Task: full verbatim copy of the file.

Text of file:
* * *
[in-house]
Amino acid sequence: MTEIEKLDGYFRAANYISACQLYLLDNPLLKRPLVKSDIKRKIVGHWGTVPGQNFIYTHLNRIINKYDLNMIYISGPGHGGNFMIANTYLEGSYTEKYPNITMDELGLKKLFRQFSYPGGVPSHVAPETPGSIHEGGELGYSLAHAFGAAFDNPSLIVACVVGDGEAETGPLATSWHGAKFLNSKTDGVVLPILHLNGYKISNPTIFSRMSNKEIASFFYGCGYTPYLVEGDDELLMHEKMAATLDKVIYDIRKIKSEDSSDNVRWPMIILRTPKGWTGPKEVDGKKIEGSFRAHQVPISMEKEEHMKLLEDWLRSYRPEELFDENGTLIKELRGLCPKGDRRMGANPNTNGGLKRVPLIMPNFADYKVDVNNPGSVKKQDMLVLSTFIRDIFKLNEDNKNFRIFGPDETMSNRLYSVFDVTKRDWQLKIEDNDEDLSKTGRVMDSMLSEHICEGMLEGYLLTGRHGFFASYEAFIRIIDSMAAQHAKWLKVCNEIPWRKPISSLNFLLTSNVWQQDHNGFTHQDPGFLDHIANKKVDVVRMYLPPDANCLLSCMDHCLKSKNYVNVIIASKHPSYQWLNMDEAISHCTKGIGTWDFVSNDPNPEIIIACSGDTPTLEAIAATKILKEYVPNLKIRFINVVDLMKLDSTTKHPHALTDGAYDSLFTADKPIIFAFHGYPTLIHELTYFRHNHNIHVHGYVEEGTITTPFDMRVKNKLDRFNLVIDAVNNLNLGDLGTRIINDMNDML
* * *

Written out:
[in-house]
Amino acid sequence: MTEIEKLDGYFRAANYISACQLYLLDNPLLKRPLVKSDIKRKIVGHWGTVPGQNFIYTHLNRIINKYDLNMIYISGPGHGGNFMIANTYLEGSYTEKYPNITMDELGLKKLFRQFSYPGGVPSHVAPETPGSIHEGGELGYSLAHAFGAAFDNPSLIVACVVGDGEAETGPLATSWHGAKFLNSKTDGVVLPILHLNGYKISNPTIFSRMSNKEIASFFYGCGYTPYLVEGDDELLMHEKMAATLDKVIYDIRKIKSEDSSDNVRWPMIILRTPKGWTGPKEVDGKKIEGSFRAHQVPISMEKEEHMKLLEDWLRSYRPEELFDENGTLIKELRGLCPKGDRRMGANPNTNGGLKRVPLIMPNFADYKVDVNNPGSVKKQDMLVLSTFIRDIFKLNEDNKNFRIFGPDETMSNRLYSVFDVTKRDWQLKIEDNDEDLSKTGRVMDSMLSEHICEGMLEGYLLTGRHGFFASYEAFIRIIDSMAAQHAKWLKVCNEIPWRKPISSLNFLLTSNVWQQDHNGFTHQDPGFLDHIANKKVDVVRMYLPPDANCLLSCMDHCLKSKNYVNVIIASKHPSYQWLNMDEAISHCTKGIGTWDFVSNDPNPEIIIACSGDTPTLEAIAATKILKEYVPNLKIRFINVVDLMKLDSTTKHPHALTDGAYDSLFTADKPIIFAFHGYPTLIHELTYFRHNHNIHVHGYVEEGTITTPFDMRVKNKLDRFNLVIDAVNNLNLGDLGTRIINDMNDML